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Date 2014/08/04
Location ACTA
Type Workshop
Contact Melanie

Capture The Flag evening - Part 23

  • 4 August, 2014 - 7 PM
  • Please bring along a laptop with you!!!

General CTF Info

Binary Exploitation

  • Brainsmoke is talking about binary exploitation today

Examining the challenge

  • objdump -d: see the disassembly, sometimes you can see symbols
    • This example has mangled C++ symbols
  • From running it, the program appears to be a daemon of some kind - a Socks proxy
    • This is a proxy for TCP - we can look at the protocol details w/ Google
    • netstat -uplanet (we can see which ports are used)
  • What was added between Socks4 and Socks5? (there might be a bug)
    • Authentication and connecting directly to a domain
    • Most of the fields are fixed length
    • But the domain name is a string - it could have a buffer overflow
    • There's a 1 byte name length - if you use a 1 byte length, you might end up w/ a negative number
    • If you try to read a negative number, you will try to read a lot of bytes
  • We want to find out what happens when you tell the program to read and send 255 bytes
    • We want to establish a connection
    • We need to specify Socks5

Verifying the buffer overflow

  • Use xxd to construct the command (converts hex code to binary, and vice-versa)
    • Example: xxd -r -p <<< 41414141410a = AAA
    • xxd -r -p <<< 050100 | nc localhost 1080 | dd bs=1 > file (authentication)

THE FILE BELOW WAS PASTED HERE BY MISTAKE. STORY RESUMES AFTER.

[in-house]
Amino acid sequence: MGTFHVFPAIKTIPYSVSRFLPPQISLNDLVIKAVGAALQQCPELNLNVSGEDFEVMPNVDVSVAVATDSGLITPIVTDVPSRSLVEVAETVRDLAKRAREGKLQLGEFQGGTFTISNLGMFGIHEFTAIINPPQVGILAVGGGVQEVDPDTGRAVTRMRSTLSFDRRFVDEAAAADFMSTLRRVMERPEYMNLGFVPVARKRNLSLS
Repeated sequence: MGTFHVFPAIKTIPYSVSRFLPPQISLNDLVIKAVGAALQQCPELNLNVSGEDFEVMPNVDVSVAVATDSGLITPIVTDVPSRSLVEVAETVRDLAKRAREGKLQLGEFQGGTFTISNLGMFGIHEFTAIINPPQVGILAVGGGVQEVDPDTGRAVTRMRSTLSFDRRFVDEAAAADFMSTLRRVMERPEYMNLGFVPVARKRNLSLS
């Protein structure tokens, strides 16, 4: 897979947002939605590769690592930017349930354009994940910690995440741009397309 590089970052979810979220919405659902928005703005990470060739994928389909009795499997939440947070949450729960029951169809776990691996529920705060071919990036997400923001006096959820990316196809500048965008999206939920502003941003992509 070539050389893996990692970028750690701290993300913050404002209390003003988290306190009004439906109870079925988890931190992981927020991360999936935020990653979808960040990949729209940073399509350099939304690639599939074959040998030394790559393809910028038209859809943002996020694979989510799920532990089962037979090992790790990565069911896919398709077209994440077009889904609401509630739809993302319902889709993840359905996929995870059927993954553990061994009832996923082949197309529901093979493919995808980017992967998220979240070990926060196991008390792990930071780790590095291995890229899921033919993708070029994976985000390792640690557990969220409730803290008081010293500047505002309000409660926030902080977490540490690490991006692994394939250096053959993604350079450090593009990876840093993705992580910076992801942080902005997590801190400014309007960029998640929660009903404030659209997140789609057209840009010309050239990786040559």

• hexdump -C file
    • xxd -r -p <<< 05010005010003ff:python<<<'print "A"*2000') | nc localhost 1080 | dd bs=1 > file (connection request)
    • We're following along w/ the protocol here
    • It crashed - a child exited with Signal 6 (SIGABT)
    • You can use gdb to find the segfault
    • Now we send the payload - nothing crashed, so the stopped child must have the connection
    • We continue it, and we see the segfault
    • You can use 'info reg' to see the register contents
    • eax now has the value of 0x41414141!
    • Also the instruction point (eip), we can look at what it's pointing at
    • You can use: x/i $eip = call *0x8(%eax)
    • We have control over eax. So we can get it to call code that we enter!
    • x/1000i Starting from the right instruction thread
    • x/32x 0x8058b80-32 (you can see 16 bytes of crap, and then our data, and then the address that we need)
    • (You can also oftentimes see the input you provide in the dmesg output that happens during the segfault)
    • xxd -r -p <<< 05010005010003ff:python<<<'print "A"*16 + "ABCD" + "A"*2000 ') | nc localhost 1080 | dd bs=1 > file (connection request)
    • We can use Metasploit cyclic patterns for this
  • He also used his own emulator w/ an elf loader
    • mimenu
    • It produces a taint tracking dump
    • We can see that there's a second area where the tainted data is stored
    • We have data at a known location - that's where we are going to want to put out code
    • We should note down the address
    • ebx is a heap pointer - if you use ASLR, then this will wind up in a different place every time

Crafting the exploit

  • He's changing the commandline script into a proper python program
  • He's reusing socket routines from an old exploit
  • He's also finding old previously used shellcode - the sample he's using works on lots of architectures - everything afterwards will be executed as a command
  • He's opening a shell - he's trying to reuse a variety of file descriptors w/ bash